Institute for War and Peace Reporting | Giving Voice, Driving Change
Azerbaijan: Political Arrests Continue
Khadija Ismayilova leaves prison on May 25. (Photo: Elmira Rahim)
Ismayilova receives congratulatory phone calls immediately after her release. (Photo: Aziz Karimov)
Ismayilova embraces Intigam Aliyev, a human rights lawyer and former prisoner of conscience, who was released from prison on March 28. (Photo: Aziz Karimov)
Ismayilova looks at the award of the UNESCO/Guillermo Cano World Press Freedom Prize 2016, which her mother received on her behalf while she was in prison. (Photo: Aziz Karimov)
Ismayilova at home with her mother Elmira, family and friends. (Photo: Aziz Karimov)
The surprise release of Azerbaijan´s award-winning journalist Khadija Ismayilova has been attributed to effective international pressure on an economically vulnerable Baku.
But experts, including Ismayilova herself, agree this does not signal that Azerbaijan´s authoritarian regime is softening its harsh policies.
Ismayilova told IWPR that the Azerbaijani government, with its funds running low amid falling oil prices, had had little choice but to make concessions.
Pressure had been stepped up through factors such as the US approval of the Global Magnitsky Act on May 18, which means human rights abusers worldwide risk sanctions. European legal action over her case and upcoming international sports events in Azerbaijan had also served to place added scrutiny on the country´s President Ilham Aliyev.
“On the one hand, US Congress threatened [Baku] with Magnitsky and documents of the Panama Papers were published, which led to more pressure on the government of Azerbaijan,” she continued. “On the other hand, a decision is expected from the European Court [on Ismayilova’s case]. A new wave of international pressure is expected on the eve of the Formula-1 competition [due to be held in Baku on June 17-19].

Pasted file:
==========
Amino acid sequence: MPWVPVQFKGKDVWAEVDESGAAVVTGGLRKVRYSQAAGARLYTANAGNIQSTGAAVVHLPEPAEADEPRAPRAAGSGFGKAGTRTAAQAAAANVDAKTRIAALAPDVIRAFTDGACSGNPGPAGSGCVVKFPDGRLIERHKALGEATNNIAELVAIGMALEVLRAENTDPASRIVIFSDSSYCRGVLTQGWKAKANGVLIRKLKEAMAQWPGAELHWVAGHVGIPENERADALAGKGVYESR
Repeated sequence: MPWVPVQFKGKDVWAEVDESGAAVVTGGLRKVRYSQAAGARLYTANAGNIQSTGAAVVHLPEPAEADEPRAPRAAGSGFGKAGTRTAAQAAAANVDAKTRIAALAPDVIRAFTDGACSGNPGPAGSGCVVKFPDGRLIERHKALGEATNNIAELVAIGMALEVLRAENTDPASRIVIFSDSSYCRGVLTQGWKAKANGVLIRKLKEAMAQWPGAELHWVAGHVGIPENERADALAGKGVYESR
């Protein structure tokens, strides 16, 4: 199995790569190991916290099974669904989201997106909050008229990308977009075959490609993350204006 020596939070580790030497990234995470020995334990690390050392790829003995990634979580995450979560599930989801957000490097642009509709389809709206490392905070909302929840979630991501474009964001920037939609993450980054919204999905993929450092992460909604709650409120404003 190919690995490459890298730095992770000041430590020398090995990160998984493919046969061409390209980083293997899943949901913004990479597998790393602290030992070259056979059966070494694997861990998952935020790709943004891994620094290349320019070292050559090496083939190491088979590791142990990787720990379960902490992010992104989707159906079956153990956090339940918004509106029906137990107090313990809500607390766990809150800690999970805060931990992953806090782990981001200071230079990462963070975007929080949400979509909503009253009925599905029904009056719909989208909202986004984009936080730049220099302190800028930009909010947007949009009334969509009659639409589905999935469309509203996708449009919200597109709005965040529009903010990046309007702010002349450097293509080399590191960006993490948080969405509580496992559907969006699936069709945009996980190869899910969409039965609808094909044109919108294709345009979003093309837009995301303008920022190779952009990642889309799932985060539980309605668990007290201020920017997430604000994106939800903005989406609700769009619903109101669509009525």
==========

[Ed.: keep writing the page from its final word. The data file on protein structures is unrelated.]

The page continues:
“If my business had been left until September, Ilham Aliyev could have expected to hear new accusations at the next meeting of the UN General Assembly,” Ismayilova said. “And most importantly, the government of Azerbaijan does not have a lot of money as before to mobilise all the lobby groups to avert all the waves of pressure. When there is no money, you cannot pay off and silence [people] through bribes.”
Ismayilova was detained in December 2014 and sentenced to seven-and-a-half years in jail by a Baku court in September 2015 on trumped-up charges of embezzlement, illegal entrepreneurship, tax evasion and abuse of office.
This was widely seen as retaliation for her investigative reporting on Aliyev and his family’s alleged ties to corruption.
Her imprisonment elicited strong international condemnation of Aliyev, with numerous human rights organisations, civil society groups and foreign governments demanding her release.
Azerbaijan´s Supreme Court has now reduced Ismayilova´s sentence to a suspended term of three-and-a-half years by reversing two of the original four charges against her. The court left in force the sentence on charges of illegal entrepreneurship and tax evasion.
Reporters without Borders said this suspended sentence was as “a way of silencing those campaigning on her behalf without acknowledging her innocence”.
As soon as she left prison, Ismayilova made it clear that she would continue to fight to clear her name, as her conviction still stands.
Ismayilova was represented by the prominent barrister Amal Clooney of Doughty Street Chambers and Nani Jansen of the Media Legal Defence Initiative.
In March, Clooney and Jansen filed legal submissions to the European Court alleging violations of Ismayilova´s rights under the European Convention on Human Rights.
In a statement, her lawyers welcomed her release and called for Ismayilova to “be allowed to resume her work as a journalist without further harassment by the government”.
Ismayilova´s 40th birthday, which fell two days after her release, was marked by celebrations and demonstrations in various countries, at the initiative of the Sports for Rights coalition.